At a certain point during the critics’ screening of “Avengers: Age of Ultron”—I believe it was when Iron Man (Robert Downey Jr.) decided that it was more important to grab three people out of a collapsing tenement than focus on the world-ending event only he had the technical know-how to stop—I wrote “Oh, [expletive deleted] the civilians, get on with it” in my notebook.

A bit callous, perhaps. But it was a frustration borne of the fact that the central ethical struggle in “Age of Ultron” makes very little sense. The artificially intelligent Ultron (voiced by James Spader) pronounces that the Avengers are the true danger to Earth, the real threat that must be stopped. And though it’s an inaccurate assessment with lethal implications, everyone on the team starts behaving as if Ultron’s right, and it’s superheroes who are earth’s biggest problems, not a genocidal robot. As Captain America (Chris Evans) puts it before the climactic civilian evacuation—sorry, climactic “battle”—the team needs to prove to the world that Ultron is wrong about the Avengers being a deadly menace.

This is a rather head-scratching reaction. The Avengers, both as a team and in their constituent parts, have shown time and again throughout the movies that comprise the Marvel Cinematic Universe that they’re nothing but conscientious of civilians. We have no real reason to think the public distrusts them. They are war heroes and billionaire playboy philanthropist celebrities. They take special care to avoid civilian casualties while stopping genocide and make sure to rescue trapped civilians while stopping an alien invasion.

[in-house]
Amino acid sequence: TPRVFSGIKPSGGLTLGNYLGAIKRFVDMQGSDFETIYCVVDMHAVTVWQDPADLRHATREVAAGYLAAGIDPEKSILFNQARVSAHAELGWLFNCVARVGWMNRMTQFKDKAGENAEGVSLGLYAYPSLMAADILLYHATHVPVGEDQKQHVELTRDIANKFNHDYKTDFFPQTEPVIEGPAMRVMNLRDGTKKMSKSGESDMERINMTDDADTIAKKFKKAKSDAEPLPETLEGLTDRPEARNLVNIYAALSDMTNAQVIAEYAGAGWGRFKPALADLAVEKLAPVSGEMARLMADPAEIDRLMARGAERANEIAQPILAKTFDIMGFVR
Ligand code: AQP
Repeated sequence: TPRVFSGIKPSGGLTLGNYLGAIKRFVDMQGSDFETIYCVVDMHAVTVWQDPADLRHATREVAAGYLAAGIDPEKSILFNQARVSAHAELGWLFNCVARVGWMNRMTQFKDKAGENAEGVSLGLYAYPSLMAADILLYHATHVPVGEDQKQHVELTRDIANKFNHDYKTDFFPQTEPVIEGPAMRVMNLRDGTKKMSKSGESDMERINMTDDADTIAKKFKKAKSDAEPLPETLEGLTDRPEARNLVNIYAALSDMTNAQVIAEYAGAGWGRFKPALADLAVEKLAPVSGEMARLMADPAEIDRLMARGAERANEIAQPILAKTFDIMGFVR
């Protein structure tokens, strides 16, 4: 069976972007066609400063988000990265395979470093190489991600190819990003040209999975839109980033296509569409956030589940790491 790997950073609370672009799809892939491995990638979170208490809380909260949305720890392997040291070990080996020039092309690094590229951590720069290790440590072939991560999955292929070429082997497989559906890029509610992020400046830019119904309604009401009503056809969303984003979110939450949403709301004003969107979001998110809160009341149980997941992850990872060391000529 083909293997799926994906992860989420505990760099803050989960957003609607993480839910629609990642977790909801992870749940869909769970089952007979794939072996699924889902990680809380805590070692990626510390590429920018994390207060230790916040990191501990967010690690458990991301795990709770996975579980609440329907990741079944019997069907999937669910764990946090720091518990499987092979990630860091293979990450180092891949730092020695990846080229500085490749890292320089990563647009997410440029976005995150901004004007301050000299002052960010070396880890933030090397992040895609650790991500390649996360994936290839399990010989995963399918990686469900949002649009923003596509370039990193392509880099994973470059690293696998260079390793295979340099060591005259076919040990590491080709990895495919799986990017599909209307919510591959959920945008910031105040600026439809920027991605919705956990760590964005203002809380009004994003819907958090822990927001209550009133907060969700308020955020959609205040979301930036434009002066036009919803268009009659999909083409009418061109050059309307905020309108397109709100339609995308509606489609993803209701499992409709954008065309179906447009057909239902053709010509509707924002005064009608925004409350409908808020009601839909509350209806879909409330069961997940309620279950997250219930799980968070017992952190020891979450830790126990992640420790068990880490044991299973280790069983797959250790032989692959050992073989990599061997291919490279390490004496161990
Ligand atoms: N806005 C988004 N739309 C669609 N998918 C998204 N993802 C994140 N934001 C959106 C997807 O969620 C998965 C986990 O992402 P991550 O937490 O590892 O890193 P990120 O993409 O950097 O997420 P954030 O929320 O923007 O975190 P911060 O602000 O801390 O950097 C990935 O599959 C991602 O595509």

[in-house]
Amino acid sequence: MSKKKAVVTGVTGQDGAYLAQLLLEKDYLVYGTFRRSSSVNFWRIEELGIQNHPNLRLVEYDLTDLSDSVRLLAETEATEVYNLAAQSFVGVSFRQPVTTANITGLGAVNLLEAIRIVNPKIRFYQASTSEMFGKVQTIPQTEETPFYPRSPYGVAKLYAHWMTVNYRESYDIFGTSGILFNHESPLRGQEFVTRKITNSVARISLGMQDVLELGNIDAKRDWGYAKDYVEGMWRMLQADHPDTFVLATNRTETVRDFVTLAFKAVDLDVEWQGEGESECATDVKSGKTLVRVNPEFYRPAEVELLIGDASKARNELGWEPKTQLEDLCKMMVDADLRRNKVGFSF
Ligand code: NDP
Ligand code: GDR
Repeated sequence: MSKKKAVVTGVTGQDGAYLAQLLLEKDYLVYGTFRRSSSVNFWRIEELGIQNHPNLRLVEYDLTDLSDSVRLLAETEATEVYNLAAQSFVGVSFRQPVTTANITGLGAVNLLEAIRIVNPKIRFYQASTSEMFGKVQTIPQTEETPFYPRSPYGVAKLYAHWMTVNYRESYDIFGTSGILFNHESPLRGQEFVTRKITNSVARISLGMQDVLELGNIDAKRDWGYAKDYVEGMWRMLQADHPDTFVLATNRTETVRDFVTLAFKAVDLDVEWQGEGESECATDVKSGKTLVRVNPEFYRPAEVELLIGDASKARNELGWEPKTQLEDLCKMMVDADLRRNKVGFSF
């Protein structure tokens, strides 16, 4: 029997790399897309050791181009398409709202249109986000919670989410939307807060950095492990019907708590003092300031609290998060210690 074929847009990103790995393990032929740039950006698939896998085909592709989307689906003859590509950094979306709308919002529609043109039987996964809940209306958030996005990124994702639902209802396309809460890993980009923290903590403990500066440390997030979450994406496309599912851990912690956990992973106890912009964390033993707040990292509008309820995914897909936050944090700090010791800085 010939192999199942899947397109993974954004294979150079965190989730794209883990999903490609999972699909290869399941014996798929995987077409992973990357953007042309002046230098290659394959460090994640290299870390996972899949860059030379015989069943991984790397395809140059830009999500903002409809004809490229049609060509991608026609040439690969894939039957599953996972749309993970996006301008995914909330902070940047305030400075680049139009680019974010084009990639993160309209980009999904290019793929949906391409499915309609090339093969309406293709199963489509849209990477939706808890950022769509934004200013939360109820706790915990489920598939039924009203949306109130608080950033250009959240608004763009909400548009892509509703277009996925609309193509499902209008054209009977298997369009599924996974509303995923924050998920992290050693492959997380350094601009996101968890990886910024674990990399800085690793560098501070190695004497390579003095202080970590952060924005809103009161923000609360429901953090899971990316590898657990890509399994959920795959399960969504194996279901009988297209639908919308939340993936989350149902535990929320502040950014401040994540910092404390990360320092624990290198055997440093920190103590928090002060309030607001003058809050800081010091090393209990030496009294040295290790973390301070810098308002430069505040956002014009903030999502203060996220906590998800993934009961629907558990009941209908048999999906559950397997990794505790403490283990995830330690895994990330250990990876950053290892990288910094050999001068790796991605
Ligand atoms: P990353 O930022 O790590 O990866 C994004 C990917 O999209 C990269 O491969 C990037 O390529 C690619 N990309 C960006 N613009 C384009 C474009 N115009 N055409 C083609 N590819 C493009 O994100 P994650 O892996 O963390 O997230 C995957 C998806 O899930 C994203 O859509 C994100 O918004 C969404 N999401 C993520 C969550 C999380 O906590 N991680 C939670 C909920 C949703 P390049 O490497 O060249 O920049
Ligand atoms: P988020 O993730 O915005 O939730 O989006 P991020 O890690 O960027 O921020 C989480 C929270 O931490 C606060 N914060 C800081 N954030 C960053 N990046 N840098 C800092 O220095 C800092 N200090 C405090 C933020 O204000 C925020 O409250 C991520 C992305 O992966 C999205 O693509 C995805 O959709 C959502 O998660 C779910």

All of which is to say that I think Kate Erbland is basically right when she suggests that the real foe in “Avengers: Age of Ultron” isn’t a super-powered AI but 2013’s “Man of Steel.” For those of you who fail to follow the ins and outs and what-have-yous of every nerd kerfuffle (for shame!), many people were very upset at the Superman reboot’s last hour of Kryptonian-on-Kryptonian action. As Erbland puts it,

The Avengers want to save you. The DC heroes would like you to get out of the way. … Man Of Steel notably (and controversially) ends with the near-complete destruction of Metropolis, the kind of ruination that all but assures a hefty number of human casualties and plays up director Zack Snyder’s seeming obsession with making everything look terribly gray and filthy. Worse still, Superman (Henry Cavill) kills Zod (Michael Shannon) with a well-timed neck-snap once he realizes that his greatest foe will never stop waging battle against Supes or the planet at large, a brutal (and literal) twist that nearly takes off the villain’s head. It was awful.

I’ve never found the line of argument that Superman in “Man of Steel” doesn’t care enough about civilians particularly compelling. In part, that’s because making the case involves ignoring the first half of the film: We repeatedly see Clark Kent using his powers to save people, putting himself and his family at risk. He continues to aid people even after his father gives his own life to keep Clark’s true, alien identity secret. “The only way you could disappear for good is to stop helping people altogether,” Lois Lane (Amy Adams) tells Clark after tracking him down. “And I sense that’s not an option for you.”